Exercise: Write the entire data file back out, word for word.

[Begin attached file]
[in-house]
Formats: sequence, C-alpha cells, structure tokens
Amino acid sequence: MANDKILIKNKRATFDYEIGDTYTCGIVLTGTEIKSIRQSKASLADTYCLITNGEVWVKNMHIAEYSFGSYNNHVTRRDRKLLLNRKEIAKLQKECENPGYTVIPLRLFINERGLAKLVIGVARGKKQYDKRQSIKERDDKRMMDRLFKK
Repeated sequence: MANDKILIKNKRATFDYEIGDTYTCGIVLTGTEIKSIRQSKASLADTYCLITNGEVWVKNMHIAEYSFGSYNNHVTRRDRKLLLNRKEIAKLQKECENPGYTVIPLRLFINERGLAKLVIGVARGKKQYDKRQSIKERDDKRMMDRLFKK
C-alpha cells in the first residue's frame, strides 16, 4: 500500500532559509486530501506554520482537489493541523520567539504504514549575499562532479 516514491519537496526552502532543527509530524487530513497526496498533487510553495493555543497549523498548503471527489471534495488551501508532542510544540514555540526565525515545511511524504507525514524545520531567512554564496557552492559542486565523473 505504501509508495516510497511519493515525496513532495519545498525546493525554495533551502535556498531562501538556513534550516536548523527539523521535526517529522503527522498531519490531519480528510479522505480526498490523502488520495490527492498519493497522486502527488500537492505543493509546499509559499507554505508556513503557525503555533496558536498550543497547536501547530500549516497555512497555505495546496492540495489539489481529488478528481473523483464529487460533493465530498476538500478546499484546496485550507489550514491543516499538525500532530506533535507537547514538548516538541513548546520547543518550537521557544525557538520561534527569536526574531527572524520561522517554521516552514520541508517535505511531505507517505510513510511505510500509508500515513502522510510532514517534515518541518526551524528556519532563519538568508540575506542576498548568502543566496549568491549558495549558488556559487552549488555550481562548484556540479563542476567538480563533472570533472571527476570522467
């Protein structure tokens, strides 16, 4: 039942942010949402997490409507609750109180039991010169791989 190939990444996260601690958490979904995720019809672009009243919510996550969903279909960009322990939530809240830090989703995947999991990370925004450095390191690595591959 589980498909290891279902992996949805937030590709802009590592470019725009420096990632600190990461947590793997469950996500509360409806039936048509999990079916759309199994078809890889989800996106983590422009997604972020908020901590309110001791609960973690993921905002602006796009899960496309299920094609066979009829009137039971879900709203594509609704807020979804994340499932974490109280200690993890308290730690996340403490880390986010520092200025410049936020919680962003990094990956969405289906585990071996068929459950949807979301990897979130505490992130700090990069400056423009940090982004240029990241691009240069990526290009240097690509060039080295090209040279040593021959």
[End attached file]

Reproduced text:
[in-house]
Formats: sequence, C-alpha cells, structure tokens
Amino acid sequence: MANDKILIKNKRATFDYEIGDTYTCGIVLTGTEIKSIRQSKASLADTYCLITNGEVWVKNMHIAEYSFGSYNNHVTRRDRKLLLNRKEIAKLQKECENPGYTVIPLRLFINERGLAKLVIGVARGKKQYDKRQSIKERDDKRMMDRLFKK
Repeated sequence: MANDKILIKNKRATFDYEIGDTYTCGIVLTGTEIKSIRQSKASLADTYCLITNGEVWVKNMHIAEYSFGSYNNHVTRRDRKLLLNRKEIAKLQKECENPGYTVIPLRLFINERGLAKLVIGVARGKKQYDKRQSIKERDDKRMMDRLFKK
C-alpha cells in the first residue's frame, strides 16, 4: 500500500532559509486530501506554520482537489493541523520567539504504514549575499562532479 516514491519537496526552502532543527509530524487530513497526496498533487510553495493555543497549523498548503471527489471534495488551501508532542510544540514555540526565525515545511511524504507525514524545520531567512554564496557552492559542486565523473 505504501509508495516510497511519493515525496513532495519545498525546493525554495533551502535556498531562501538556513534550516536548523527539523521535526517529522503527522498531519490531519480528510479522505480526498490523502488520495490527492498519493497522486502527488500537492505543493509546499509559499507554505508556513503557525503555533496558536498550543497547536501547530500549516497555512497555505495546496492540495489539489481529488478528481473523483464529487460533493465530498476538500478546499484546496485550507489550514491543516499538525500532530506533535507537547514538548516538541513548546520547543518550537521557544525557538520561534527569536526574531527572524520561522517554521516552514520541508517535505511531505507517505510513510511505510500509508500515513502522510510532514517534515518541518526551524528556519532563519538568508540575506542576498548568502543566496549568491549558495549558488556559487552549488555550481562548484556540479563542476567538480563533472570533472571527476570522467
């Protein structure tokens, strides 16, 4: 039942942010949402997490409507609750109180039991010169791989 190939990444996260601690958490979904995720019809672009009243919510996550969903279909960009322990939530809240830090989703995947999991990370925004450095390191690595591959 589980498909290891279902992996949805937030590709802009590592470019725009420096990632600190990461947590793997469950996500509360409806039936048509999990079916759309199994078809890889989800996106983590422009997604972020908020901590309110001791609960973690993921905002602006796009899960496309299920094609066979009829009137039971879900709203594509609704807020979804994340499932974490109280200690993890308290730690996340403490880390986010520092200025410049936020919680962003990094990956969405289906585990071996068929459950949807979301990897979130505490992130700090990069400056423009940090982004240029990241691009240069990526290009240097690509060039080295090209040279040593021959």